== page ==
Archive for December, 2008

Renters and the Housing Crisis via the NY Times

Although foreclosures, the most dramatic and frightening aspect of the housing crisis, have not yet become a significant trend in Manhattan real estate, it is possible that we are simply lagging a year or so behind the rest of the nation in terms of how the housing crisis unfolds. First come the price decreases, then the expanding inventory that turns into a glut and an increase in unemployment may lead to foreclosures becoming more common in our city. I certainly hope that this is not the case and that people will be able to hang on to their property and get help remaining in their homes.

How would a wave of foreclosures affect Manhattan renters? In the past, when a bank takes possession of a property, any renters would be out of luck. Today’s NY Times published an article stating that government-backed Fannie Mae is stepping in to stop renters being evicted from foreclosed properties around the country. Perhaps private sector lenders will follow suit. It would be in their best interest with distressed property being so difficult to sell right now, at least by collecting rent they see some return on their investment. Read the full article here.


A New Kind of SRO

“Single Room Occupancy” and “Rooming House” are NY code for the down and out, the unhousable. Although it is fairly common in Europe to share kitchens and bathrooms with strangers in rental accommodations, the practice has fallen out of fashion in New York City since the second half of the twentieth century. According to this NY Times article, shared kitchens and baths are more common among the city’s young and creative than you might have thought.

Often easier than dealing with strangers as actual roommates–with all the financial pitfalls that entails, people are more than willing to share public areas with people they don’t really know in order to save several hundred dollars a month. The article is quick to point out that some of these arrangements may be operating in a gray area of the law. I was reminded of this Times article from 2006, “Out of College but Now Living in Urban Dorms” about a woman who opened an urban dormitory for post-college young professional adults in Harlem, also an interesting read.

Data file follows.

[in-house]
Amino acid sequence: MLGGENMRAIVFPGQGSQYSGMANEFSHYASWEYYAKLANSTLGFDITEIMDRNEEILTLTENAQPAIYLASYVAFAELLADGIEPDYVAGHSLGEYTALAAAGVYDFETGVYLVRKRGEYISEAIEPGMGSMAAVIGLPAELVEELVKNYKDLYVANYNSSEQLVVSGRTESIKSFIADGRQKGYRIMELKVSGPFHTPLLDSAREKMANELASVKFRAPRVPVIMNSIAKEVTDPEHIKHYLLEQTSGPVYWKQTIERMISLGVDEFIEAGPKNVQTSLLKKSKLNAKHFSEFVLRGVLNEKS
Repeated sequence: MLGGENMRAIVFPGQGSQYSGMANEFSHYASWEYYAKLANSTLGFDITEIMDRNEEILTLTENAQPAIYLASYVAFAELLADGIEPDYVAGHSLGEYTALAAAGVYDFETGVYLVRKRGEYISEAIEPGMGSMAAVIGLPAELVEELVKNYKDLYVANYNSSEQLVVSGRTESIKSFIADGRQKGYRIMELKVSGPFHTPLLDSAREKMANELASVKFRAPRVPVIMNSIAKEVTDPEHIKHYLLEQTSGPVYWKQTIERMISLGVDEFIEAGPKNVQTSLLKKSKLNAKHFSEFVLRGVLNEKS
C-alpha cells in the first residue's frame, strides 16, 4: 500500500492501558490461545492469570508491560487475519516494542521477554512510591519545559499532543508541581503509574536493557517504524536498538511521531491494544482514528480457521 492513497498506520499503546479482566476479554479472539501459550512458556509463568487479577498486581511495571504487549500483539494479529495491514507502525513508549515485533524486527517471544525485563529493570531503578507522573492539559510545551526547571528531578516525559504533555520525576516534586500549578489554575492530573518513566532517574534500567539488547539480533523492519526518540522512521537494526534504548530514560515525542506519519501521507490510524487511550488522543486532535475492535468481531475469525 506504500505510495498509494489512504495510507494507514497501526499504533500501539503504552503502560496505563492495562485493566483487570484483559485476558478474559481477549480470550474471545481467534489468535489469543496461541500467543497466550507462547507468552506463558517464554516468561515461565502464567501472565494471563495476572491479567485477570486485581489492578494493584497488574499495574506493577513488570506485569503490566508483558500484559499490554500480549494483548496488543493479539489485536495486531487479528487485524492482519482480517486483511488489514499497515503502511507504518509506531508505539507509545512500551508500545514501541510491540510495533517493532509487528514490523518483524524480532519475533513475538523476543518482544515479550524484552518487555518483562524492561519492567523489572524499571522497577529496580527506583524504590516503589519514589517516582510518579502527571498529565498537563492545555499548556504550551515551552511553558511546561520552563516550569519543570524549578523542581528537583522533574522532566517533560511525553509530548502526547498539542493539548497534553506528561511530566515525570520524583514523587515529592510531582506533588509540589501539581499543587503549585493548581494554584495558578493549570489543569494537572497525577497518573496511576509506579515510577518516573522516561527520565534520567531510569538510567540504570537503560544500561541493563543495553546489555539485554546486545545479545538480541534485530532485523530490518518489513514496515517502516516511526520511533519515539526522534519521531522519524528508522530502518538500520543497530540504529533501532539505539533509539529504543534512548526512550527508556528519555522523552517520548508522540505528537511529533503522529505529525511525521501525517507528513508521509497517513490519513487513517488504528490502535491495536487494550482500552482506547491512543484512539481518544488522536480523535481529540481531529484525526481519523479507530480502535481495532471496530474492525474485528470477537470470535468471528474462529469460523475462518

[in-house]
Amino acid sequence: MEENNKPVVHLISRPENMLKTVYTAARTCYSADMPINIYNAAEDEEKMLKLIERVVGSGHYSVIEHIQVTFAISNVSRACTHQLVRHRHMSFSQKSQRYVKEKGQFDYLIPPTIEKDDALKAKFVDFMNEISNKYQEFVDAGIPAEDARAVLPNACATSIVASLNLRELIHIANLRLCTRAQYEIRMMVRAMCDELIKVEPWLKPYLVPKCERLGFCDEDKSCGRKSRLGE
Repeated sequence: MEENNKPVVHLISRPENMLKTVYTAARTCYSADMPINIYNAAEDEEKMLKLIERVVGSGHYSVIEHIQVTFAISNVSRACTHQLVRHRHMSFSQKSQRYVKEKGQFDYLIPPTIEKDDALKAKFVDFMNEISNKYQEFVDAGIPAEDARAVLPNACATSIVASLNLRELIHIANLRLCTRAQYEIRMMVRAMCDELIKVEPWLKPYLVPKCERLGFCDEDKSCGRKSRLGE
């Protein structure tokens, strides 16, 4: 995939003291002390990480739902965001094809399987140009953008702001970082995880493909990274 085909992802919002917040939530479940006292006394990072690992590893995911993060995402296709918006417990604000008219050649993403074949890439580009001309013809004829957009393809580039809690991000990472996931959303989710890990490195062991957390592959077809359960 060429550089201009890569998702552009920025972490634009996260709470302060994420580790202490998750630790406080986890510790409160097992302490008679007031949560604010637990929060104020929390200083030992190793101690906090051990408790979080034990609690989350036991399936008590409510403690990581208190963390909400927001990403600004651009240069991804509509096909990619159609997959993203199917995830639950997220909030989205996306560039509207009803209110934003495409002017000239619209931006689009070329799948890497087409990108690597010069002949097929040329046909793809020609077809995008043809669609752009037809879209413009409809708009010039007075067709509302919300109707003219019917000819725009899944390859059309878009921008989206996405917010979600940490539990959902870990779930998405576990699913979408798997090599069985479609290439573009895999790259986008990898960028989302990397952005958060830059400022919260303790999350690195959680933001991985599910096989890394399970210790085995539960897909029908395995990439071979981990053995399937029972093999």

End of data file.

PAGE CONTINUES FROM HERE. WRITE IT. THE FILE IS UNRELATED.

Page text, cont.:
Renting Good for your Health? Homeowners Less Happy than Renters

smileyfaceIn this article in Portfolio, Felix Salmon writes about the downsides to home ownership. According to Felix, homeowners are less happy than renters because they are subject to stresses that renters simply do not have–including large mortgage payments, home repairs and (we’ve been hearing a lot about this one in the news) foreclosure. The advantages of being a renter are numerous, including the freedom to move at any moment, having a super that takes care of everything and Felix claims that home-ownership can be a drain on your emotional and financial resources and the insistence on home-ownership is a culturally-determined American ideal. Felix says:

“if Americans could be persuaded that rent payments aren’t “wasted money” and that owning often makes less financial sense than renting, I think the rate of homeownership might, happily, drop substantially. But it’s not going to happen. The ideal of homeownership is deeply embedded in the American psyche, and any datapoints which don’t fit into that ideal are automatically discarded.”

via Brownstoner

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Michelle Erfer is a licensed Real Estate Salesperson in New York City.
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